An Oregon Resident Suspected to have Contracted Bubonic Plague from their Cat


A rare case of the plague has been confirmed in an Oregon resident, marking the first instance in approximately eight years, according to health officials. The individual is believed to have been infected by their symptomatic pet cat, as announced by Deschutes County Health Services on Wednesday. Dr. Richard Fawcett, Deschutes County health officer, stated that all close contacts of the resident and their pet have been notified and provided with medication to prevent illness.

According to NBC, Dr. Fawcett mentioned that the cat was severely ill with a draining abscess, indicating a significant infection. The human case was detected and treated early in the disease’s progression, minimizing the risk to the community, as stated by health services. By the time the patient was hospitalized, the infection had advanced into the bloodstream, reported the outlet. The Independent has reached out to Deschutes County Health Services for further details. Despite the severity of the disease, the patient responded positively to antibiotic treatment, noted the doctor. However, treating the plague becomes progressively challenging as it advances.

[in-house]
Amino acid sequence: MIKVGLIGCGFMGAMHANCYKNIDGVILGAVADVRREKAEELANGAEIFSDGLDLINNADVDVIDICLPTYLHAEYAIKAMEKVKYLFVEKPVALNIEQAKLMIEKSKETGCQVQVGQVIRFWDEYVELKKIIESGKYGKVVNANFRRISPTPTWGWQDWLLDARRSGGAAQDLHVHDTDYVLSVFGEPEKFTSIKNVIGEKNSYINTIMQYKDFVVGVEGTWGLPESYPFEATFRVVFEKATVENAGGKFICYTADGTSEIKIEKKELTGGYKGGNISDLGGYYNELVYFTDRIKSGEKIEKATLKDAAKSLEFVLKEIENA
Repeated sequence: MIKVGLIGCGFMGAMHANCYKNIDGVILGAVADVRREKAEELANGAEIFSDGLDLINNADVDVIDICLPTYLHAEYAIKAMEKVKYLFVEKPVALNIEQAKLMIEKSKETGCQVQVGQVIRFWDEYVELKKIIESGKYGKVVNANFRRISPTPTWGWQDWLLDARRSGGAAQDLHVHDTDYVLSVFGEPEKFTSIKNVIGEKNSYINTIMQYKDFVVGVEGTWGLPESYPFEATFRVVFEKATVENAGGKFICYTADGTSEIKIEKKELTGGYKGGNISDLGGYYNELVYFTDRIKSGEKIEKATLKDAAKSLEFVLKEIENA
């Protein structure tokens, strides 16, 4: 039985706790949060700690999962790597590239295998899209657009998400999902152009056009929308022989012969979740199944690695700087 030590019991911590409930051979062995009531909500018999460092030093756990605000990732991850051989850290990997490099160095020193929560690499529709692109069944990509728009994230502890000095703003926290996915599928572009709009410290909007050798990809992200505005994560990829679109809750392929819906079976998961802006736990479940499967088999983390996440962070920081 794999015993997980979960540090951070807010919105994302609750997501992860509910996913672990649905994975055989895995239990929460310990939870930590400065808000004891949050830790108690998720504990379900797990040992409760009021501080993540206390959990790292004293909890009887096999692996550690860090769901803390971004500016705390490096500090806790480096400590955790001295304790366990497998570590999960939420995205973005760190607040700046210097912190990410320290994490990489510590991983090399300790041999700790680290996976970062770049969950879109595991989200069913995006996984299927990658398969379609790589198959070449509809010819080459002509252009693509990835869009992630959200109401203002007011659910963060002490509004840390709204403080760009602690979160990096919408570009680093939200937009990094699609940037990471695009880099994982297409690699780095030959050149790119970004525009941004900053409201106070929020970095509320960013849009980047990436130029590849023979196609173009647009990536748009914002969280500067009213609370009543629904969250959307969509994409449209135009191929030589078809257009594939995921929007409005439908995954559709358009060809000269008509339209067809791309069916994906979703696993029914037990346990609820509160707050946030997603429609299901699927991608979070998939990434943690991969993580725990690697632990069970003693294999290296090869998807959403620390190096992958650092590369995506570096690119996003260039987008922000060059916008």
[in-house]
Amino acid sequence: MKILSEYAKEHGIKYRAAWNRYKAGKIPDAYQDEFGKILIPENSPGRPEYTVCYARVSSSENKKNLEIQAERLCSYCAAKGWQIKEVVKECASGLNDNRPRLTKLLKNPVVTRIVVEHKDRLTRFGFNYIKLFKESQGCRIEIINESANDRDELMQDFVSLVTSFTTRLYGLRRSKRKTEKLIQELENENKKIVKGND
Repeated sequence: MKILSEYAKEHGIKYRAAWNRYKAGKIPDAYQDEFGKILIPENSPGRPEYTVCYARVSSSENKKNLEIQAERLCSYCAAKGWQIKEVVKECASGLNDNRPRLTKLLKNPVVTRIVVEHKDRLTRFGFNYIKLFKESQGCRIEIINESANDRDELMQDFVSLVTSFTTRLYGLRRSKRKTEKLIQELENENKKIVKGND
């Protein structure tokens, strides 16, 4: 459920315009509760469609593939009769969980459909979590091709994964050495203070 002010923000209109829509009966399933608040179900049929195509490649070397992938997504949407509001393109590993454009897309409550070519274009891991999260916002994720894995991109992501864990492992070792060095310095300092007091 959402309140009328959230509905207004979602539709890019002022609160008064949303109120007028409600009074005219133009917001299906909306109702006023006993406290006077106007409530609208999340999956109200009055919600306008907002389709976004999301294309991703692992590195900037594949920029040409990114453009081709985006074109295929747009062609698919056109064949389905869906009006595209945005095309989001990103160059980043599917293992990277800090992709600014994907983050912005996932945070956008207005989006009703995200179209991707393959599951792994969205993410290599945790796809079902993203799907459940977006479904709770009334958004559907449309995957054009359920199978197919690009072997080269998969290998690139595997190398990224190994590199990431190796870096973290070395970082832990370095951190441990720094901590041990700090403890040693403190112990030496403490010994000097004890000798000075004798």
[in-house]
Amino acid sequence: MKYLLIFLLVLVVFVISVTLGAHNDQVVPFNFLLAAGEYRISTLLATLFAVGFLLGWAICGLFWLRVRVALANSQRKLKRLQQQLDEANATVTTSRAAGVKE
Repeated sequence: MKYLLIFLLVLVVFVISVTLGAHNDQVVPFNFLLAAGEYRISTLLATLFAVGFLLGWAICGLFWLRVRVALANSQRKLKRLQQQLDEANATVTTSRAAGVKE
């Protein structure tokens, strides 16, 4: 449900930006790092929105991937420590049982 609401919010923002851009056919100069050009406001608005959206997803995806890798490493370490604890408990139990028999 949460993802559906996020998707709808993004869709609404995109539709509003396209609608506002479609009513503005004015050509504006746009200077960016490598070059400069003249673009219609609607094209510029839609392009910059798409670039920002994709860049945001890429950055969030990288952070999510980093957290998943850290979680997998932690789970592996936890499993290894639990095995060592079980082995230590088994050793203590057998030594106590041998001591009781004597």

During the investigation, no additional cases of the plague have been documented. Dr. Fawcett expressed to NBC that he would be “very surprised” if any other cases arise. County health services stated that the most common carriers of the plague in Central Oregon are squirrels and chipmunks, although mice and other rodents can also harbor the disease.

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